“As iron sharpens iron, So a man sharpens the countenance of his friend.”
Proverbs 27:17 NKJV
One of the best things I’ve learned is that God does not bring people into our lives so that we can make them just like us. God loves variety and He wants us to be different from each other. He’s given us different personalities, different strengths, different interests and different looks. He’s made us all uniquely so that we can sharpen one another and cause each other to rise up higher in life.
If you’re going to be happy and enjoy your relationships, you’ve got to learn how to appreciate the differences and learn from the people in your life. If you don’t focus on the right things, you’ll end up allowing the little irritations to cause you to become resentful. Remember, nobody is perfect. If you’re going to grow, you’ve got to be willing to overlook some things. Our assignment is not to fix people. Our assignment is to love people. Our assignment is to sharpen one another so we can move forward in the good plan God has prepared!
“Almighty Father God in the name of Jesus through the Holy Spirit, Hallowed be your name, Your Kingdom come, Your will be done on earth as is in Heaven, thank You for the people You have placed in my life. Help me to see them the way You see them. Help me to appreciate the ways we sharpen one another so that we can help each other fulfill Your plan for our lives. In Jesus’ Name I do pray and declare it all. Blessed are we and blessed we will always be and to our Lord Jesus Christ be all the Glory. Amen.”
Praise the Lord as we pray for one another.
written by your brother in Christ Ricky C Lee
Question: “What does it mean that iron sharpens iron?”
Answer: The phrase “iron sharpens iron” is found in Proverbs 27:17: “As iron sharpens iron, so one man sharpens another.” There is mutual benefit in the rubbing of two iron blades together; the edges become sharper, making the knives more efficient in their task to cut and slice. Likewise, the Word of God is a “double-edged sword” (Hebrews 4:12), and it is with this that we are to sharpen one another—in times of meeting, fellowship, or any other interaction.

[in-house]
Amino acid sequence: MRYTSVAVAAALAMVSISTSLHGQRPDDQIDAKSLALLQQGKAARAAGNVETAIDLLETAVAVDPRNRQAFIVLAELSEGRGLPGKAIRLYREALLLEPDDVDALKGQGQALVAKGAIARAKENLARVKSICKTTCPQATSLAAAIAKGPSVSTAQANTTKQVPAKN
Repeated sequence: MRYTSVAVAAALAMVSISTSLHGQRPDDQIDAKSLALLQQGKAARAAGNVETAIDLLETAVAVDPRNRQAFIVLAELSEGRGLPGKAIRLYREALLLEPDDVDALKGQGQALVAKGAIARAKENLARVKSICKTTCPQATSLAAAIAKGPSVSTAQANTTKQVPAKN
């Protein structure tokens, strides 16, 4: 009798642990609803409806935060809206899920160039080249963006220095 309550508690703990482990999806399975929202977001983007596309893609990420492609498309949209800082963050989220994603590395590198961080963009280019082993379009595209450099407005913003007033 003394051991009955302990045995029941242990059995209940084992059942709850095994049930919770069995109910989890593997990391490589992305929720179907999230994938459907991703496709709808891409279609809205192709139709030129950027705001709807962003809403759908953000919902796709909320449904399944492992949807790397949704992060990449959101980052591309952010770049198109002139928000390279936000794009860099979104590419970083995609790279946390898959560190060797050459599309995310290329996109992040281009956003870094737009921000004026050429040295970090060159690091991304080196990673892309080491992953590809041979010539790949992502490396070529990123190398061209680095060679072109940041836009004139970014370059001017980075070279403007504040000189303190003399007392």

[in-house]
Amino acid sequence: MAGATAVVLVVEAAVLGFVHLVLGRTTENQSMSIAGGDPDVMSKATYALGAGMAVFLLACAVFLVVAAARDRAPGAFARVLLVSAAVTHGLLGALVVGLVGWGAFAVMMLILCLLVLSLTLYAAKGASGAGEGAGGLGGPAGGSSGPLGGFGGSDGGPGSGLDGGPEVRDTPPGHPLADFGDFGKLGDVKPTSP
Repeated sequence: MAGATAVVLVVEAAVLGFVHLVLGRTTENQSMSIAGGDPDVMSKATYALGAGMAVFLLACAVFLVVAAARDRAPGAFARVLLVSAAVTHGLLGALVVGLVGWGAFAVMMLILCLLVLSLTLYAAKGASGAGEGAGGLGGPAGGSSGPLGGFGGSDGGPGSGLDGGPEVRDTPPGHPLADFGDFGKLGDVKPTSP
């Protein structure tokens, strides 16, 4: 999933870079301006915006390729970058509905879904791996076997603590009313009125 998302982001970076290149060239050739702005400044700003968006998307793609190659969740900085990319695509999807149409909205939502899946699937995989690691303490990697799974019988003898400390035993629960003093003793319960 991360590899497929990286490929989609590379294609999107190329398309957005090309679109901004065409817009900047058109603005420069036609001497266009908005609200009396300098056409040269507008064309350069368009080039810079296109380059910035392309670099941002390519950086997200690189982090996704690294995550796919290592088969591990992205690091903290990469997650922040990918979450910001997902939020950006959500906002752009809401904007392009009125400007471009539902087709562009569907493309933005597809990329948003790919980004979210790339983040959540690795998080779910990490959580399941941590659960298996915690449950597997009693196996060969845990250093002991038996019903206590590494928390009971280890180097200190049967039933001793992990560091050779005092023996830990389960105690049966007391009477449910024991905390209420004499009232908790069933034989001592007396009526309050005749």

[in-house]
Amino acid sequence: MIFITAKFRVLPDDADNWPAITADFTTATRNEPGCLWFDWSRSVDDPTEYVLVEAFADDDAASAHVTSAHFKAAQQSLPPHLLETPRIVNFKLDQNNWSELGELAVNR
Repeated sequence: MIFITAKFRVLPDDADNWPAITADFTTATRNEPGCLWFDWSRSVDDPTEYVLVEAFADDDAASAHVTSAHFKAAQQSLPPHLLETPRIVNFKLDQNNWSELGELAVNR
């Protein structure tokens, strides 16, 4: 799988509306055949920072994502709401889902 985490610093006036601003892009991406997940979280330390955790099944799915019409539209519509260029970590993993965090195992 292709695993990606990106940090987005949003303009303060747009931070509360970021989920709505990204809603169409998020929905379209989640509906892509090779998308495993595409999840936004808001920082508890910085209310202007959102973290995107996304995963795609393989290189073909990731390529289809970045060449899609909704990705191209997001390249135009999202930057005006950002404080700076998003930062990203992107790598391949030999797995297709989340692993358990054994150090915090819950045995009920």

The proverb also indicates the need for constant fellowship with one another. Man was not made to be alone, for did not the Lord God say this, even before the Fall (Genesis 2:18)? How much more, then, after the Fall of Man, do we need to come together with our brothers and sisters in Christ for seasons of fellowship and prayer? Clearly, this was recognized by the saints of the early church (Acts 2:42–47), who “devoted themselves” to teaching, fellowship, communion, and prayer, all corporate activities that provided opportunities for sharpening one another.
There are two points to make about the above proverb. First, the meeting of two together in the Lord’s name will always guarantee blessing. It is a means of grace that the Lord Himself promised—where two or more are gathered in His name, there He is among them (Matthew 18:20). Also, we see a similar meaning in Malachi, for those who feared the Lord talked with each other, and the Lord listened and heard (Malachi 3:16). When we sharpen one another in real Christian fellowship, the Lord bends an ear from heaven and is pleased. Not one word about Him which brings Him glory escapes His notice.
The fragrances of divine unity are best sensed in the relationship of David and Jonathan, son of Saul. When David was being hotly pursued by Saul, Jonathan sought David out “to help him find strength in God” (1 Samuel 23:16), which leads us onto our second point. Iron sharpening iron is an opportunity to fulfill the Law of Christ. The apostle Paul says that we are to carry and share the issues and burdens that we face daily, to lament over personal sin, advise on how best to repent of it, and rejoice over the conquest of it. This is the same “royal law” mentioned in James 2:8, where we are exhorted to love one another.
Returning to the analogy, if a knife is blunt, it still continues to be a knife, although it is less effective, less useful in service. Let us therefore be encouraged to spend more time together, exhorting, encouraging, praying, admonishing, sharing God’s Word, praying over God’s Word and the needs of our local church, that we become sharper, more cutting in the ministry that the Lord has assigned to each of us. Too often what passes as fellowship in the modern church is centered on food and fun, not on sharpening one another with the Word of God. In far too many instances, the only knives being sharpened are the ones used at potlucks.
Finally, a knife that has been sharpened will also shine more because all the dullness has been rubbed off its surface. Likewise, we will shine better for our Lord if we do the things mentioned above consistently, all of which will unite us in harmony. “How good and pleasant it is when brothers live together in unity” (Psalm 133:1). Therefore, as the author to the Hebrews says, “And let us consider how we may spur one another on towards love and good deeds. Let us not give up meeting together, as some are in the habit of doing, but let us encourage one another—and all the more as you see the Day approaching” (Hebrews 10:24–25).
Written by brother Michael Bryant